Marco Rubio had my attention from his first remark in the first Republican presidential debate. "This election is about the future," he said, and I was hooked. He was young, confident and well-informed. He displayed a speaking style that was optimistic, forceful and persuasive.
But Rubio's style and demeanor were not what Republican voters were looking for in 2016. The Florida senator dropped out of the presidential race last night after losing his state's primary to Donald Trump. Rubio's story as the son of immigrants who struggled, scrimped and borrowed to get an education and rise to the top of the political ladder in Florida was overwhelmed by the anger of ignored and short-changed voters and the political candidates who egged on their anger with a smattering of prejudice, fears and threats of violence.
These working class voters wanted a champion who would get their revenge against the trade deals that destroyed their jobs and against the Washington politicians who ignored voters and catered to big business interests that benefited from global trade while American workers foundered.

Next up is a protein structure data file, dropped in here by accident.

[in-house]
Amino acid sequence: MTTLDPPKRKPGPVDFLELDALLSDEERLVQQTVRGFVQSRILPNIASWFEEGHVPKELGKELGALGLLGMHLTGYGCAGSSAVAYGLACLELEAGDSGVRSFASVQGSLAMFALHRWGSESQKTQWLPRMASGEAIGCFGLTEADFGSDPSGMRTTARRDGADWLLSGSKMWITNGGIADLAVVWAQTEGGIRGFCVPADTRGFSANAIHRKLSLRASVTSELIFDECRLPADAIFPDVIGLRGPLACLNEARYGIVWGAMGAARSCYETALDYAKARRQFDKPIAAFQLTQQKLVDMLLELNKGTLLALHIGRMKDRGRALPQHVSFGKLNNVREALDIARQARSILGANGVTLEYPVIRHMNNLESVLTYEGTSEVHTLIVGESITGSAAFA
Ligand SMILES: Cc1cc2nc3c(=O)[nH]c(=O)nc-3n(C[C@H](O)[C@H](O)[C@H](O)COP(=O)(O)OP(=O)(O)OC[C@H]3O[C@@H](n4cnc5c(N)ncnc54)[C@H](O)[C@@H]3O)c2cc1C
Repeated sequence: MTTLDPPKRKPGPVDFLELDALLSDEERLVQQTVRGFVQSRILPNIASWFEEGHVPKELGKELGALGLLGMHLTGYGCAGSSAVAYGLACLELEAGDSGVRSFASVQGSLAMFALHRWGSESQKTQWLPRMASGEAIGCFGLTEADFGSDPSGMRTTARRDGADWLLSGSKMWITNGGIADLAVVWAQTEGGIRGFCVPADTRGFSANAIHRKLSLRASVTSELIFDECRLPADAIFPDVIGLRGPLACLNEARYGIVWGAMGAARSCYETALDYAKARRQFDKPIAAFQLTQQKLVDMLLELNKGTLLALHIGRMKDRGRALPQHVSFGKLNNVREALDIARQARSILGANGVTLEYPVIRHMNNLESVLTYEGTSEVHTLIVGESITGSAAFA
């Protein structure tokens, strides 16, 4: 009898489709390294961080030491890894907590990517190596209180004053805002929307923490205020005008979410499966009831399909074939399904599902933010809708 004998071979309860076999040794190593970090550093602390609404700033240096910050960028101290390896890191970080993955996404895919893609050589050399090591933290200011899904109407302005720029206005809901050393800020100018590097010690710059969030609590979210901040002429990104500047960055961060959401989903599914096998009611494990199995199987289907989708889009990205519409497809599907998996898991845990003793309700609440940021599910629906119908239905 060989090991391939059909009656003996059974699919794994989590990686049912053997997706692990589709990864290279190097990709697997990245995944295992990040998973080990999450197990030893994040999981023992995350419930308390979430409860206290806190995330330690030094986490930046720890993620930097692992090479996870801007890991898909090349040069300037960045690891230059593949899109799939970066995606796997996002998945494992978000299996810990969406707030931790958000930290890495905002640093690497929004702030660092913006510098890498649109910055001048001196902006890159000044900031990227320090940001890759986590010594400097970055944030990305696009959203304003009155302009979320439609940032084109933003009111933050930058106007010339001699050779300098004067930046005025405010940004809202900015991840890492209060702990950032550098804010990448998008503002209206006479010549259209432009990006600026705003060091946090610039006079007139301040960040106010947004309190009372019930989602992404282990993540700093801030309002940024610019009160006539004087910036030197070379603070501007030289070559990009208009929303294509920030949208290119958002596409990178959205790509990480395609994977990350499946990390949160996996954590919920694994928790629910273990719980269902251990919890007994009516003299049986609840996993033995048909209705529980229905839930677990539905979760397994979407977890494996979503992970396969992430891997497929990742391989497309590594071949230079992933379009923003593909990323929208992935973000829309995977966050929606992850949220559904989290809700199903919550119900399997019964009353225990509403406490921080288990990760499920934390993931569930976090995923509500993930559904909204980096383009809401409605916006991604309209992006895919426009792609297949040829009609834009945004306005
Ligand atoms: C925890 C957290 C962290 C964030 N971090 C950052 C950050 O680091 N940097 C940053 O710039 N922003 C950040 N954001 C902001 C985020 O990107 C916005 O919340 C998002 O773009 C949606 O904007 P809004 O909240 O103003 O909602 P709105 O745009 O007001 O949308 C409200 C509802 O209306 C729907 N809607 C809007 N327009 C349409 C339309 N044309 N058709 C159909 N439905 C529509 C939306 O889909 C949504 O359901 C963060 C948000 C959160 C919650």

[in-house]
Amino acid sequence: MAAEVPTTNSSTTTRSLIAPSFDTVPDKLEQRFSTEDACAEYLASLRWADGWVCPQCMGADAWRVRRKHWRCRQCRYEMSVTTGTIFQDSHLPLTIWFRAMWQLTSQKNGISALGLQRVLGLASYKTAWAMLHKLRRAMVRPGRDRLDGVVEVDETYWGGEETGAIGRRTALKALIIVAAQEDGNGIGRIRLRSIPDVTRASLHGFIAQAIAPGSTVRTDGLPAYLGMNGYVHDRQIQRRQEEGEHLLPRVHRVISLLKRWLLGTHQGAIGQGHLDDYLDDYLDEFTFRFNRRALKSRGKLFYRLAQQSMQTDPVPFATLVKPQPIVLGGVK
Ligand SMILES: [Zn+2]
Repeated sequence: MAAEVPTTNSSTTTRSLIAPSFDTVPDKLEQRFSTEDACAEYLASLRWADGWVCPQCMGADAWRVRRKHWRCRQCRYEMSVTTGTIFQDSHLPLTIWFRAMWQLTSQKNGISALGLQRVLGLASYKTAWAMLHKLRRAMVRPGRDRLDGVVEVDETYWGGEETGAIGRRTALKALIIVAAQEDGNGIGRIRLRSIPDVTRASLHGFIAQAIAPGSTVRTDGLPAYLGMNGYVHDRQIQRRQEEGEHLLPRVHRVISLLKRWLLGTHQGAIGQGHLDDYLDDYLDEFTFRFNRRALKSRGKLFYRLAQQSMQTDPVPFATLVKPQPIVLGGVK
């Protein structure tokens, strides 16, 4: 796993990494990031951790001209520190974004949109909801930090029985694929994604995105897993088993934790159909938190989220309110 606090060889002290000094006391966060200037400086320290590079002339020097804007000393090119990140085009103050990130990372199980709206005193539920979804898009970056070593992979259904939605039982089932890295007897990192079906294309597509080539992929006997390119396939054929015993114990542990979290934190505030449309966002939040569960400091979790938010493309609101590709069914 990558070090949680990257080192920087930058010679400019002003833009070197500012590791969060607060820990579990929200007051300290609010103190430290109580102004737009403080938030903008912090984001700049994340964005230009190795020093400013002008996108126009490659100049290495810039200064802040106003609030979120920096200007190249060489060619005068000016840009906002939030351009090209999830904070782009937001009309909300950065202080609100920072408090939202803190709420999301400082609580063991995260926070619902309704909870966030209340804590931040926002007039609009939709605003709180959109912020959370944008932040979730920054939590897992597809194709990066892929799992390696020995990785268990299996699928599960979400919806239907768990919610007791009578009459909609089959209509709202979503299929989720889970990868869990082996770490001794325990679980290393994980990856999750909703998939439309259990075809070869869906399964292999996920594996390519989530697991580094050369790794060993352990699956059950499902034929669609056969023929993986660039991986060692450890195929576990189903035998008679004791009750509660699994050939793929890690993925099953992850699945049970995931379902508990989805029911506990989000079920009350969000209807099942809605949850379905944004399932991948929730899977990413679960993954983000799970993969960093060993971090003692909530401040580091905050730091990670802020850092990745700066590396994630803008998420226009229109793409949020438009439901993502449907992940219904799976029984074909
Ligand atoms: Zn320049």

This was not an atmosphere for Rubio's optimistic vision of the future based on his family's success founded on American principles and opportunities.
And because politicians tend to conduct the previous campaign the same way generals tend to fight the previous war, it's unlikely that voters will be ready for an optimistic, positive vision of a New American Century like Rubio's any time soon.